working-class subjectivity

Bradley Mayer concrete at netcom.com
Fri Feb 9 21:11:11 MST 1996


Sorry to barge in on this thread, but I couldn't he*lp but notice a 
certain  sliiiiiide in the disursive signifier, as they say....

In a thread with Hugh Rodwell, Brian Alexander says:

>This
>leads, in fact, to an explicit formulation of revolutionary subjectivity:
>"Forces of production and social relations - two different sides of the
>development of the social individual - appear to capital as mere means,
>and are merely means for it to produce on its limited foundation.  In
>fact, however, they are the material conditions to blow this foundation
>sky-high." (706)  This is of course consciousness - but it leaves method
>fully open as a question, not confining us to certain modes of party or
>state.  

Now, the thread generally concerns working class subjectivity, and 
Rodwell and Alexander in particular seem to have agreed ( I present this 
without the usual snippets of proof) that working class subjectivity or 
consciousness cannot exist outside the logic of capital, since the 
workers as wage laborers are entirely subordinate to capital, are the 
creature of capital (because wage labor as variable capital is a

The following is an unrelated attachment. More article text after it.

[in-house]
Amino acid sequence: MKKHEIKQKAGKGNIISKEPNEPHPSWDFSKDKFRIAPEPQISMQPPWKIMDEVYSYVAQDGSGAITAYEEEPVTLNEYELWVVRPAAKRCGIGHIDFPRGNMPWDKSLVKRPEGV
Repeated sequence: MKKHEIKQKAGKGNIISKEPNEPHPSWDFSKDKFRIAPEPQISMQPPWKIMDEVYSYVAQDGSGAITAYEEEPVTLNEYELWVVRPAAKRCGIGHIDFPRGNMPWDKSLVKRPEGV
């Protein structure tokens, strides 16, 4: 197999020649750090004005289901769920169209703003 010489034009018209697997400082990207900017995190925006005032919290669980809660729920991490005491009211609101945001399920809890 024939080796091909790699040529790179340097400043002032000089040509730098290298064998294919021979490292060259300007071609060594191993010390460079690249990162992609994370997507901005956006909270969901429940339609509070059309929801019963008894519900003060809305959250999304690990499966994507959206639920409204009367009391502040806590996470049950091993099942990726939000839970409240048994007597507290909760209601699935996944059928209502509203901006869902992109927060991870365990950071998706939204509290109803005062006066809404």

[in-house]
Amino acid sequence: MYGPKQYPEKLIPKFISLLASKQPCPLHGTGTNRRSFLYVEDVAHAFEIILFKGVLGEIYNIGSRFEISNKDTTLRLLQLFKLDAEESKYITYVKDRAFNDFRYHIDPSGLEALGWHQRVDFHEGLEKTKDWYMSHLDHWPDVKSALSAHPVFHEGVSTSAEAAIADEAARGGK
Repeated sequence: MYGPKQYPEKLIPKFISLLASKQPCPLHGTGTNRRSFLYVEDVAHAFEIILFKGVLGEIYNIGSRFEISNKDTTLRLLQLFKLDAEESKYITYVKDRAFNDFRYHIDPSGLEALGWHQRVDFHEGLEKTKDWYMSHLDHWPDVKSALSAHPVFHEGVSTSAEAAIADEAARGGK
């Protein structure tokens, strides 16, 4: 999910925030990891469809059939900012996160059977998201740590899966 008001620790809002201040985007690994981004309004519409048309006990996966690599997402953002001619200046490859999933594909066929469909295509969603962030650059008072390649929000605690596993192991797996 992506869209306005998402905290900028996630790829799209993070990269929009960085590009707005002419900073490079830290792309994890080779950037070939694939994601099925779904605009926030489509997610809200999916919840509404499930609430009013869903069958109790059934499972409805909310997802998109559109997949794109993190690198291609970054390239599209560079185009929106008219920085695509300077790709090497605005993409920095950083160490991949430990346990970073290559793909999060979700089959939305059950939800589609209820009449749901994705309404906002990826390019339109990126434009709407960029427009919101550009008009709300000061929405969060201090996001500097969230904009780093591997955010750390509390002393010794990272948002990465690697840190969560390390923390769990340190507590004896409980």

component part of capital, etc.). But in the quote above the question of 
*revolutionary consciousness* is raised, but in an manner that confounds 
this with the original question of working class subjectivity.

>Here my reading opposes your Leninism, Hugh, because I don't find
>a necessary constitution of the party in the GR at all.

Marx surely understood this distinction, but it's because he never got 
around to an exegesis of their necessary relationship in the development 
of the socialist revolution that we need to delve into "Soviet 
biographism", i.e. and in actuality the train of Marxist thought after 
Marx. For example, it was Kautsky (the old, "orthodox" Kautsky) that 
developed the concept of the necessary relationship between the 
spontaneous consciousness of the working class and that of the 
revolutionaries, which Lenin adopted in _What Is To Be Done?_. The 
question cannot be safely contained within a purely "Soviet" Leninist 
context as if it were some unfortunate contaminant contained within a 
lead casing.  To confuse revolutionary with working class consciousness - 
the former as understood on the basis of Alexanders' reference to Marx in 
the Grundrisse, the latter as a consciousness that *can ever only exist 
under capitalism*, hence not a revolutionary subjectivity - is not only 
to theoretically occult the issue of their relation, but is to (therefore) 
also abdicate responsibility for ones' own consciousness as a revolutionary
subject within capitalism, to relate oneself in less than a serious manner.

			-Brad Mayer




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